Tech CEOS visit White House to talk modernizing government

White House senior adviser Jared Kushner on Monday delivered a speech at the White House about analyzing and auditing infrastructure.

While tech leaders - or their companies - have spoken out against some Trump policies, including withdrawing the USA from the Paris Climate Agreement and a travel ban that was later overturned, it was still a full house for Monday's meeting, where Alphabet executive chairman Eric Schmidt, Apple CEO Tim Cook, and Amazon CEO Jeff Bezos were among those in attendance. This comes as the White House looks to reduce government spending across all sectors and federal agencies.

What exactly Jared Kushner's voice sounds like has been somewhat of a mystery for some time now. In December, then-president-elect had invited executives to a roundtable discussion at Trump Tower.

But despite the surface similarities between the two sessions, the events surrounding them have changed considerably in the interim.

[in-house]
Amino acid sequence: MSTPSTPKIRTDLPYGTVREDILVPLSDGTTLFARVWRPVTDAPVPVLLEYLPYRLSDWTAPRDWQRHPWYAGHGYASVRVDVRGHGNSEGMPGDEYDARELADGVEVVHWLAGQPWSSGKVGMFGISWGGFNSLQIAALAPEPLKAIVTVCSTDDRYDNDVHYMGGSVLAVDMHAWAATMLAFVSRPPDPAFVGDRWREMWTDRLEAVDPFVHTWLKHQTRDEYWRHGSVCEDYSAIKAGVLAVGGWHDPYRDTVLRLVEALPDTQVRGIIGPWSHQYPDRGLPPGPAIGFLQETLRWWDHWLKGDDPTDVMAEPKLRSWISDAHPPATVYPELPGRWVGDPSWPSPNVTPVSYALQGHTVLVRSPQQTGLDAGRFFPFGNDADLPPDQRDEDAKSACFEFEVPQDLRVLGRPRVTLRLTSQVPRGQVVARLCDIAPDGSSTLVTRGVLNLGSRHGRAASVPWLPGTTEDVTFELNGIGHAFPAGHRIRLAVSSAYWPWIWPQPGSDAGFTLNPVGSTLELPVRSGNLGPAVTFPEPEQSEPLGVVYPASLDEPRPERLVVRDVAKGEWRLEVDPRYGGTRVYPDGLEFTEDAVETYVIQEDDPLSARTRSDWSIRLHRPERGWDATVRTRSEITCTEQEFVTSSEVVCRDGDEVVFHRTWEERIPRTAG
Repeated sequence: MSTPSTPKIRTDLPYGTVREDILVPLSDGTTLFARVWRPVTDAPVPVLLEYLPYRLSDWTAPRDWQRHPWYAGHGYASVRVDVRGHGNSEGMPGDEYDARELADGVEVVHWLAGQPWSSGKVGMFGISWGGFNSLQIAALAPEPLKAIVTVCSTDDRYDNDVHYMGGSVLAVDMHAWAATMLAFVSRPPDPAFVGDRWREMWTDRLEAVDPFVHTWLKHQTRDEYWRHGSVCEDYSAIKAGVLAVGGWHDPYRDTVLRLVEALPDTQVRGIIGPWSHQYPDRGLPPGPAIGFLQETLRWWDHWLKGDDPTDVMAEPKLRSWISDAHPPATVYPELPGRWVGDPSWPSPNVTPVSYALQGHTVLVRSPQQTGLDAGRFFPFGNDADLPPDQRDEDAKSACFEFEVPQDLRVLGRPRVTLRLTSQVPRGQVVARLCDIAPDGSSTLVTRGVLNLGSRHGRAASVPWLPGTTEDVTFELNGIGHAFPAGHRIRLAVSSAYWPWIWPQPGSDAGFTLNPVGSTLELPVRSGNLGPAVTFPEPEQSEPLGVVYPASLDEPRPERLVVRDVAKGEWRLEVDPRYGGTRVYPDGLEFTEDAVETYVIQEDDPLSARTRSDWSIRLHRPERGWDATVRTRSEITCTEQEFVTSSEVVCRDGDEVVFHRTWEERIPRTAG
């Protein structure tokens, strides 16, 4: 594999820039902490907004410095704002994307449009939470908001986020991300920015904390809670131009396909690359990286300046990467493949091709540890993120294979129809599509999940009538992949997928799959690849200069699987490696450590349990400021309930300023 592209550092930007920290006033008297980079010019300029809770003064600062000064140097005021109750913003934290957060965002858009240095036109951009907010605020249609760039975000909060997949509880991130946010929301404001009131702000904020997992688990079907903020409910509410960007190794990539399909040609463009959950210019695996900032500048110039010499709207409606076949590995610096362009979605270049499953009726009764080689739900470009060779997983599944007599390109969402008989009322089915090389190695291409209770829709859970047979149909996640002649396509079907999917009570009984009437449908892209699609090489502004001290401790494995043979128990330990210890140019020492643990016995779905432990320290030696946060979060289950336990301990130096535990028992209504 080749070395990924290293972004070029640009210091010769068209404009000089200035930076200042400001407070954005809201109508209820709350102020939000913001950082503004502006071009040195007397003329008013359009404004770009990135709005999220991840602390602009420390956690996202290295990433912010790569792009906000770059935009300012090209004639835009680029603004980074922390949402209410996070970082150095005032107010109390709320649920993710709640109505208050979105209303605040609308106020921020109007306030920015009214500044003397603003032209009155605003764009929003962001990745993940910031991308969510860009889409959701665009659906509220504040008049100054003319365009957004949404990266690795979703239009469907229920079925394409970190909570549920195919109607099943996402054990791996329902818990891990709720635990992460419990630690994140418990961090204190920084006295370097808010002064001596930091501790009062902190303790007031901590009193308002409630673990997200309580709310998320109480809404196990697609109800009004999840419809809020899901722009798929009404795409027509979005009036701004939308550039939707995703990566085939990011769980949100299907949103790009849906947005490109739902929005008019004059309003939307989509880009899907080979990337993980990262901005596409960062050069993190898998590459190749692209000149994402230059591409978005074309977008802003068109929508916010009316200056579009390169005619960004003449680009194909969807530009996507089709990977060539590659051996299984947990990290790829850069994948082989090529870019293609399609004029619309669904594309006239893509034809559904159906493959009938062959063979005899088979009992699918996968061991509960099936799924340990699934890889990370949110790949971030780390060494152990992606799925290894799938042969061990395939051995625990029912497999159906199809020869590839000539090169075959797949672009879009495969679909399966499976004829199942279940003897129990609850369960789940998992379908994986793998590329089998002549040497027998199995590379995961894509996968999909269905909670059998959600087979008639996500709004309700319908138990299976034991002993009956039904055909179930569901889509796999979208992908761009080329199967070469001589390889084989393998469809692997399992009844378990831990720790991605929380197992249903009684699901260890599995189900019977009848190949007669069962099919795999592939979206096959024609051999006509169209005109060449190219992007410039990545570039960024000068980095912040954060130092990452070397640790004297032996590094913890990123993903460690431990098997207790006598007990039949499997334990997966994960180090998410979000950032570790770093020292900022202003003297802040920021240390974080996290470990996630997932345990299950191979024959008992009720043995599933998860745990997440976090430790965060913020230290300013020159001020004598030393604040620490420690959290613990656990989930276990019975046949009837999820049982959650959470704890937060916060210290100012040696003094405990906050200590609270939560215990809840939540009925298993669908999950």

Although Facebook COO Sheryl Sandberg had joined other tech executives in a December meeting with Trump in NY, she will not be in attendance.

Apple Chief Executive Officer Tim Cook, center, listens as Ivanka. Of the executives slated to attend today's meeting, only venture capitalist Peter Thiel has been a vocal Trump supporter.

However, only one of the major tech companies opted not to attend Monday's White House meeting: Facebook was invited, but made a decision to sit this one out, according to a Recode report. "More recently, Tesla CEO Elon Musk quit his role as a White House business adviser after Trump abandoned the Paris climate accord", Overly continues.

For his part, Cook has said he plans to use the meeting as an opportunity to push back against the president's stance on the so-called Muslim immigration ban and to lobby for stronger data encryption. Axios was first to report on Cook's agenda for the meeting. And there is potential to use the day's meetings to broach more sensitive subjects, according to attendees and those who work with tech companies on government issues.

He added that the federal government's problems are "more than simply technical". Kushner and the Office of American Innovation are looking for input from top minds in the field.

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